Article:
People Who Make a CE/T Investment

Now that we know a bit more about continuing education and CEUs, we should find out who are most likely to want to invest in these programs. People who have already acquired education at the college level are the most likely to want more. They will pay more for courses and related books or software than those who have not participated in a higher education environment or experience. Therefore the growing need for increased knowledge will fuel increased spending by both individuals and their employers on educational products and services.[2]

The Bureau of Labor Statistics reports that households headed by people in management or professional occupations spend nearly twice as much as the average household for educational products and services. In addition, average per-household spending on education by professional- or manager-occupied households has increased over 50 percent since 1990.[3]

The National Center for Educational Statistics reports that the same proportion of employees seek continuing education regardless of overall staff size, although employees from organizations with smaller staffs pay more personal funds towards their continuing education experiences.[4]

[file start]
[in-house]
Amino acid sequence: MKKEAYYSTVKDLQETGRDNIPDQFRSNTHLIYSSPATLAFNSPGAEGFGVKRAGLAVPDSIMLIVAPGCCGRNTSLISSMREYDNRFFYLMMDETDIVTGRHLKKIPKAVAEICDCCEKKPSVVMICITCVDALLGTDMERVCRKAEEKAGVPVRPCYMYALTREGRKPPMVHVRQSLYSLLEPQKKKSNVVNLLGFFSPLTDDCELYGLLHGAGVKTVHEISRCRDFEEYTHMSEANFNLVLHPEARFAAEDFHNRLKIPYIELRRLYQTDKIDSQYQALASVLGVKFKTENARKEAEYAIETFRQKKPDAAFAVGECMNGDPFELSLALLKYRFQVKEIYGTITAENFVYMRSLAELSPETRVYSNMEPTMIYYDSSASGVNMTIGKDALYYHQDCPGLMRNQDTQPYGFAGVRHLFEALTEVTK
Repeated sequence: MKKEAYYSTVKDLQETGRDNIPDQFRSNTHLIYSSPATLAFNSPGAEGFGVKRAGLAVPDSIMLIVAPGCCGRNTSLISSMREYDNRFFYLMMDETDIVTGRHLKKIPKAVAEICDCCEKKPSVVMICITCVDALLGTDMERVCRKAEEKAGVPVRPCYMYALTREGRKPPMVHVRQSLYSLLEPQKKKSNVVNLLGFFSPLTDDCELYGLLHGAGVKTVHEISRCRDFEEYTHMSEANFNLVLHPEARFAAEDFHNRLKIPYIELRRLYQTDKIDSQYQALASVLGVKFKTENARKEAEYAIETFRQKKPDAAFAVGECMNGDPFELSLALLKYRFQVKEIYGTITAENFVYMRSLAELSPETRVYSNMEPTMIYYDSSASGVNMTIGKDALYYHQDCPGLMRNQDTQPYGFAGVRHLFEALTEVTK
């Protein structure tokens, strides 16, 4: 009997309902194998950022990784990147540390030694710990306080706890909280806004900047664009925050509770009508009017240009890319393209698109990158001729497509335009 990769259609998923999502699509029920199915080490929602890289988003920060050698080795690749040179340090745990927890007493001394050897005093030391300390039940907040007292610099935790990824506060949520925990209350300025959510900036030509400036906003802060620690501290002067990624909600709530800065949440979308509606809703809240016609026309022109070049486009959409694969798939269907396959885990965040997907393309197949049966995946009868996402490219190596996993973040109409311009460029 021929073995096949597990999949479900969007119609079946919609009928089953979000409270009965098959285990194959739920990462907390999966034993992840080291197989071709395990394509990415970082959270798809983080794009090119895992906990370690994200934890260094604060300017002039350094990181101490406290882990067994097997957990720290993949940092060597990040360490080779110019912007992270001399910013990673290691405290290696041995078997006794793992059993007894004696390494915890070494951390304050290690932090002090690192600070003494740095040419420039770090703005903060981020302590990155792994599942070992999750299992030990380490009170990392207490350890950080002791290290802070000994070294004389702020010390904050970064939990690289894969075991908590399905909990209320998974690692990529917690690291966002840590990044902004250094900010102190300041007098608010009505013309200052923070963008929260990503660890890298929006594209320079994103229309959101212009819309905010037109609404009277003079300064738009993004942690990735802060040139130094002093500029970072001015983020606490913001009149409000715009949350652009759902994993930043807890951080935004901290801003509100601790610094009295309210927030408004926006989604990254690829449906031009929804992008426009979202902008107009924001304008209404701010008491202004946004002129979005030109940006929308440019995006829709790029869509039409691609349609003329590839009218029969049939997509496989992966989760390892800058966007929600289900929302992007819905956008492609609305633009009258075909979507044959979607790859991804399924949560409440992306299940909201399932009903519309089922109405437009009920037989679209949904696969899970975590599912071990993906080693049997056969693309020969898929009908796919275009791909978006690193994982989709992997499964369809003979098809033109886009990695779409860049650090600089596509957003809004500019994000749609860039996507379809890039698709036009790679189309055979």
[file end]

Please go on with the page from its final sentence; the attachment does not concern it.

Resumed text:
Ensuring a Strong Return on Your Investment

The International Association for Continuing Education and Training is a non-profit association dedicated to quality continuing education and training programs. IACET's mission is to promote and enhance quality in continuing education and training through research, education, and the development and continuous improvement of IACET criteria, principles, and standards. 

IACET approves education providers that meet strict continuing education guidelines originally created in 1968 and most recently updated in 2007. IACET recognition is the standard learners seek for quality when they choose a provider. The ANSI/IACET 1-2007 Standard is the core of thousands of educational programs worldwide.

IACET grew out of a National Task Force on continuing education commissioned by the U. S. Bureau of Education (now the Department of Education) in 1968. The ANSI/IACET 1-2007 Standard is based upon in-depth research on the learning process.

By researching a program’s performance and commitment to standards in addition to seeking the most relevant content for your professional needs, your investment in your own professional and personal development will yield high returns in the future.

For more information about IACET and to see a list of those that accept the IACET CEU, visit www.iacet.org.

CypherWorx, Inc. is an IACET Authorized Provider, and our educational programs provide IACET CEUs.  For more information about our continuing education programs, please visit www.cypherworx.com or call 888-685-4440.


[1] U.S. Department of Education, International Affairs Office, April 1, 2008 newsletter.

[2] American Demographics, April 1, 2002, Continuing Education,

[3] Ibid.

[4] National Center for Educational Statistics, Career/Technical Education Statistics, table A23.